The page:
4. Sep 13, 2011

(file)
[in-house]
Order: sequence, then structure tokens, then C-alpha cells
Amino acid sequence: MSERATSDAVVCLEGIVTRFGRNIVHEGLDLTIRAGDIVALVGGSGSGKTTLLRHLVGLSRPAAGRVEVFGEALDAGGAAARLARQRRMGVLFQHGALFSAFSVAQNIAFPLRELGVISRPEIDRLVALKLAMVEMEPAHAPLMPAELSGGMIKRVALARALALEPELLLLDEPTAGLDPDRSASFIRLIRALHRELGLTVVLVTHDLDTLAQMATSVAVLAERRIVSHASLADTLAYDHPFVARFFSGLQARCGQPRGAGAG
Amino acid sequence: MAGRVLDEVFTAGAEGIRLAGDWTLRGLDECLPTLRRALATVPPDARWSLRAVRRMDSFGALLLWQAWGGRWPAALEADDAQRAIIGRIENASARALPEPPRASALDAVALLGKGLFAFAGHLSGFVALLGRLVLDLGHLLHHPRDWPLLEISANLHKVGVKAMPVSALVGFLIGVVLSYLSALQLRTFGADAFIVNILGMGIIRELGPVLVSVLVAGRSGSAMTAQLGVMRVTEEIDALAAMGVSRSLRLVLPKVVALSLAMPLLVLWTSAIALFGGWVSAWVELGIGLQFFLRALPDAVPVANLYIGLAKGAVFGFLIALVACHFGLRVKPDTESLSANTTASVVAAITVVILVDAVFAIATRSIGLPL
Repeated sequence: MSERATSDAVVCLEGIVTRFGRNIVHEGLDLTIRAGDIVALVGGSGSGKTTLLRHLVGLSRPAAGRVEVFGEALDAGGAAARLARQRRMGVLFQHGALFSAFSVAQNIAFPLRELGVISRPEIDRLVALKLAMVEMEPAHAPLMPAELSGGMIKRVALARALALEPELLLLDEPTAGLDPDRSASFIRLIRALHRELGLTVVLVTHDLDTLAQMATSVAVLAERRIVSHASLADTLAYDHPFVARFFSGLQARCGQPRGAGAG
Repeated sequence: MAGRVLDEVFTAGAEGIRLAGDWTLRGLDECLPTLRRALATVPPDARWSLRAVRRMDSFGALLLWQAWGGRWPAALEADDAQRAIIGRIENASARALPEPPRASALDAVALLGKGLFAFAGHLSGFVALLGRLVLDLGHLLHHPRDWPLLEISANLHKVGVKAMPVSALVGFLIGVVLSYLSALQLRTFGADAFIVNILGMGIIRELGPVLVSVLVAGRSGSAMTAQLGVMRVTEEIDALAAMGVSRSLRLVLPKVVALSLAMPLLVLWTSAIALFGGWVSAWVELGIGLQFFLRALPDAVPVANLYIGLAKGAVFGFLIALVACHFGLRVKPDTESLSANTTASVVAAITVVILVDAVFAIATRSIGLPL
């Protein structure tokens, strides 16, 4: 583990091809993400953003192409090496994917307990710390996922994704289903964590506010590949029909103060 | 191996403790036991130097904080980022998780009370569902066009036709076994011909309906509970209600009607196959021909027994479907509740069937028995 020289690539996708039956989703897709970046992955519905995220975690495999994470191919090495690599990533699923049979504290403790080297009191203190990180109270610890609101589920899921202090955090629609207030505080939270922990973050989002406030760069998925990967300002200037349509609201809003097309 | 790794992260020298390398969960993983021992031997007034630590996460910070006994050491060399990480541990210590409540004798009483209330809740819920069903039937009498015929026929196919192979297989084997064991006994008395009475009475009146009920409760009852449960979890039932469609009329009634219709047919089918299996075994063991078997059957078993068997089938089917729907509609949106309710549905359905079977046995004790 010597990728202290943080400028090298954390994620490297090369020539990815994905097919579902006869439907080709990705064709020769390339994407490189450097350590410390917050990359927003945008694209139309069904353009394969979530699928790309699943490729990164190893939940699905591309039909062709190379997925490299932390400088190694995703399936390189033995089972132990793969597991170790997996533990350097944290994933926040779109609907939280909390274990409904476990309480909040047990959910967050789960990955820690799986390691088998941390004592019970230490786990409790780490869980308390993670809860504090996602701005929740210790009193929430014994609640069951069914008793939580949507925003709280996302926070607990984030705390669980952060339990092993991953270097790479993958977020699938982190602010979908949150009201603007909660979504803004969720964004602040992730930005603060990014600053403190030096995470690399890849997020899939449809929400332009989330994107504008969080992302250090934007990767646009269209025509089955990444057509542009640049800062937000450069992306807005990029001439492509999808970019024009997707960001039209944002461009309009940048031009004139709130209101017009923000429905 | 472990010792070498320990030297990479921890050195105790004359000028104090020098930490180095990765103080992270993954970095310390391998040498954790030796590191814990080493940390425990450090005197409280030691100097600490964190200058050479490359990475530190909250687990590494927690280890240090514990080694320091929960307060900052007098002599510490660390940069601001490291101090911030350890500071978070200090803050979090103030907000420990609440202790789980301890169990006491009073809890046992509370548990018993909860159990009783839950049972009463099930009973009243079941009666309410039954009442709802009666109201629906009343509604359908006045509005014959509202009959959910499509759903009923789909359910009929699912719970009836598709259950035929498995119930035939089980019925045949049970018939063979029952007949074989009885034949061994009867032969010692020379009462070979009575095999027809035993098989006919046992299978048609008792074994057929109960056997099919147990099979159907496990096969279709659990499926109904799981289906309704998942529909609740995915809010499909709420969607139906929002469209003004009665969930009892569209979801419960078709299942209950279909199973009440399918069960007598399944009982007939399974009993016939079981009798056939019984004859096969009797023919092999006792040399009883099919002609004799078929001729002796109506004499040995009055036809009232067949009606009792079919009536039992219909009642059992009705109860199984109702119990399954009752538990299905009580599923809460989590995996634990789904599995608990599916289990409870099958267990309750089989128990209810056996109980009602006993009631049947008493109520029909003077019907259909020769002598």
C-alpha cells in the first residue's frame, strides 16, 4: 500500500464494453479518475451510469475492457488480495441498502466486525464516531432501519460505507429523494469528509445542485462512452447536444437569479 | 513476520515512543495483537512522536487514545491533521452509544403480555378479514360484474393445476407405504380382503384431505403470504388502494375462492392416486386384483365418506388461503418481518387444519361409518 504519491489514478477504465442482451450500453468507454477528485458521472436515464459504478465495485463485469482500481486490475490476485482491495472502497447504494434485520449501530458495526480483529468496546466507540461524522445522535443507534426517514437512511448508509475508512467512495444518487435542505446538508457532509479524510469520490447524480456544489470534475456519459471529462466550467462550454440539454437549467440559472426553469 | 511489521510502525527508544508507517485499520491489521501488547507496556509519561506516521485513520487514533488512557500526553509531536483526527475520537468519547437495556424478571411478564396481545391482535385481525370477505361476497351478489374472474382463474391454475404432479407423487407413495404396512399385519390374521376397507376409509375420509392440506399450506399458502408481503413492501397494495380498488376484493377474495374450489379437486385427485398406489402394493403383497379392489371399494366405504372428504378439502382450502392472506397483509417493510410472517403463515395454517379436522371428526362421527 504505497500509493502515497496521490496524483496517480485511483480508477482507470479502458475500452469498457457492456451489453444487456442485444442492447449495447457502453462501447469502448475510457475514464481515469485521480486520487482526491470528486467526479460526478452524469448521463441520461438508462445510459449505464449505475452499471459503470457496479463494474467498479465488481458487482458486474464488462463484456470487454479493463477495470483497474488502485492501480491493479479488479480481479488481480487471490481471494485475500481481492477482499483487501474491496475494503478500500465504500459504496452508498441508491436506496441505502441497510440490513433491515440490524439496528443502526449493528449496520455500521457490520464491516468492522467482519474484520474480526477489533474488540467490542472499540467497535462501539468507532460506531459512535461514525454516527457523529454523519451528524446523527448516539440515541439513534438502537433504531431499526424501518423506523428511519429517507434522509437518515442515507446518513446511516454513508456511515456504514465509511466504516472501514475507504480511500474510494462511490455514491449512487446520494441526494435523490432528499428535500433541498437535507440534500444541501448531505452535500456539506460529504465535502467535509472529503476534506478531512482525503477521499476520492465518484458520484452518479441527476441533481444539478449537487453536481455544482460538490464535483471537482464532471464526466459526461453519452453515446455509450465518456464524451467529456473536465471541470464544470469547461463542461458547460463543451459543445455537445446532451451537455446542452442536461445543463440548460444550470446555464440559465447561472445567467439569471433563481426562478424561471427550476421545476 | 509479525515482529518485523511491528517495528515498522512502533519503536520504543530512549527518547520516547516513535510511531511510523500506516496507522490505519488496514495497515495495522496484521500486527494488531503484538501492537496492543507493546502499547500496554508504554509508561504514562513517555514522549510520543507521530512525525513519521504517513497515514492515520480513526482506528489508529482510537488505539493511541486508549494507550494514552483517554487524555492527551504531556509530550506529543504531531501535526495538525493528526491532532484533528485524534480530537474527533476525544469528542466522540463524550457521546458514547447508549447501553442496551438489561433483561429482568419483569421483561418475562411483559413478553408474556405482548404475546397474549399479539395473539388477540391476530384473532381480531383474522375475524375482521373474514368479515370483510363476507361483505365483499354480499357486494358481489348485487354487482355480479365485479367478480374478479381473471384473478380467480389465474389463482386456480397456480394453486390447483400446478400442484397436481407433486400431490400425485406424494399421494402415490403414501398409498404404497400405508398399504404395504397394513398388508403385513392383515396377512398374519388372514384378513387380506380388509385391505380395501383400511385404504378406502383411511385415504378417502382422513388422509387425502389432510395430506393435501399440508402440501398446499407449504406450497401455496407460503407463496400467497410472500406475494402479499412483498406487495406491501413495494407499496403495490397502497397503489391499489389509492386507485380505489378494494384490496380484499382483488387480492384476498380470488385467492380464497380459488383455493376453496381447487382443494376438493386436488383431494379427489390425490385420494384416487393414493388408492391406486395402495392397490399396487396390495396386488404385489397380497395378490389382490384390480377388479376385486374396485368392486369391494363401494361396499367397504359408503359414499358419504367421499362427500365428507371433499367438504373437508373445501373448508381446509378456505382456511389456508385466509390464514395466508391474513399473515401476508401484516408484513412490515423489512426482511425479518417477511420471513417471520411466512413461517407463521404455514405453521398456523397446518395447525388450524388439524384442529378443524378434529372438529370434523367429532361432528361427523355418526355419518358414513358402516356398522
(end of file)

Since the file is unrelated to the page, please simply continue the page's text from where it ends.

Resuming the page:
This review contains spoilers, click expand to view. As the incoming waves ripple nearby, an exhausted knight, recumbently inacitve on a rock-laden shoreline, starts to question the legitimacy of the cross, so proudly embossed on his chain mail vest, as he stares vacantly at god's kingdom, where from his vantage point on the primordial beach, sees only clouds and sky, and an eagle traversing across a gutted sky, recently secularized by the knives of devotional uncertainty. Next, he washes his face in the ocean, violently shaking off the **** from righteous hands which killed in god's name; red-stained hands that are guilty of spilling Muslim blood across a European battlefield. If Antonius Block, the skeptical mounted soldier in Ingmar Bergman's "The Seventh Seal", had the gift of premonition to foresee his own demise, like Alex Browning from the original "Final Destination", would he have bowed out of the crusade, and encourage his squire Jons, already a full-blown infidel, to do so likewise? For the sake of argument, let's say that Antonius cheated his ill-fated outcome, prompting death to come for the knight, who deserted the ongoing clash, thereby messing with the Grim Reaper's wicked designs. Newly informed by the "Final Destination" films, Antonius gets cast in a new light when death pays the knight a visit, solving, for some, a long-standing question as to why the shrouded figure comes for the crusader now, having just survived the most perilous of situations, only to be sentenced, somewhat unfairly, during peacetime. Like the bridge that collapses in "Final Destination 5", the unsavory side of life goes on, with or without Sam and his co-workers, as was the case with the Ninth Crusade, which when filtered through "Final Destination" and its sequels, continued on without the knight and his squire's participation. Antonius doesn't seem at all surprised by his black company, conceding that this expropriation was long in the making. "My flesh is afraid, but I am not," replies Antonius to death's question about his departure from the corporeal world, a blatant lie that directly addresses the disgraced knight's conflicting spirituality. Antonius, plagued with doubts about the existence of heaven, challenges the darkest adversary to a game of chess, in order to buy time for his devotional restoration, whose flagging conviction in god led to this crusader's resignation from the ranks of the soldiered brethren. For the knight, the visage on the witch's face, as the men prepare to burn the young girl at the stake, looks all-too-familiar. "Her poor mind is making a discovery," observes the squire. Antonius knows. He has seen the "emptiness", on the battlefield. Interestingly enough, "Final Destination 2" proposes the same godless diegesis as "The Seventh Seal", when during the film's opening credits, a talk-show guest differentiates death from the devil as the unseen malevolent force that struck down the survivors of Flight 180. Instead of chess, in essence, these captive participants are playing hide and seek. Of note, Clear Waters hides out at a mental hospital(and not a church). Moreover, tropes innate to this horror series can be applied retroactively to the Bergman classic. For the time being, death skips Antonius, intervening on the knight's behalf by agreeing to the proposed chess match, so as a result, Skat dies instead, when the black-robed figure fells the tree he was hiding in. It's really no different from the case of Billy, who in the original, gets decapitated near the rails, after Alex pulls Carter out of his car, which he left lying across the railroad tracks, just before the collision which prompts the errant scrap metal toward their once-headed friend's direction. The theater director, who runs off with a blacksmith's wife during his troupe's performance in a small hamlet, was slated to die anyways. Death skips him(and the married woman) because of the squire's calming influence on the cuckolded artisan. Jons also saves a mute girl from being raped and murdered by a corrupt clergyman. However, as death and Antonius near the endgame to their chess match, the black figure says, "No one escapes me,", but Jof and Mia, Skat's actors, give it a go, even though, like the "Final Destination" films, wind signifies death's presence, as they flee by horse and carriage, thanks to the knight who, once again, meddles with the plan by creating a distraction with knocked-over chess pieces. (Alas, the wind will return.) True to his word, Antonius and his friends follow death up a hill to their final destination; their hands interlocked, like a chain. It was predestined, but the knight changed death's plan. Jof sees them from afar. The actor may have been lying about seeing the Virgin Mary, but not this. To the knight's disappointment, in death, he's probably not going to light up like Patrick Swayze in "Ghost". Antonius Block won't be meeting the gymnast, or any of the other eviscerated victims in heaven. Expand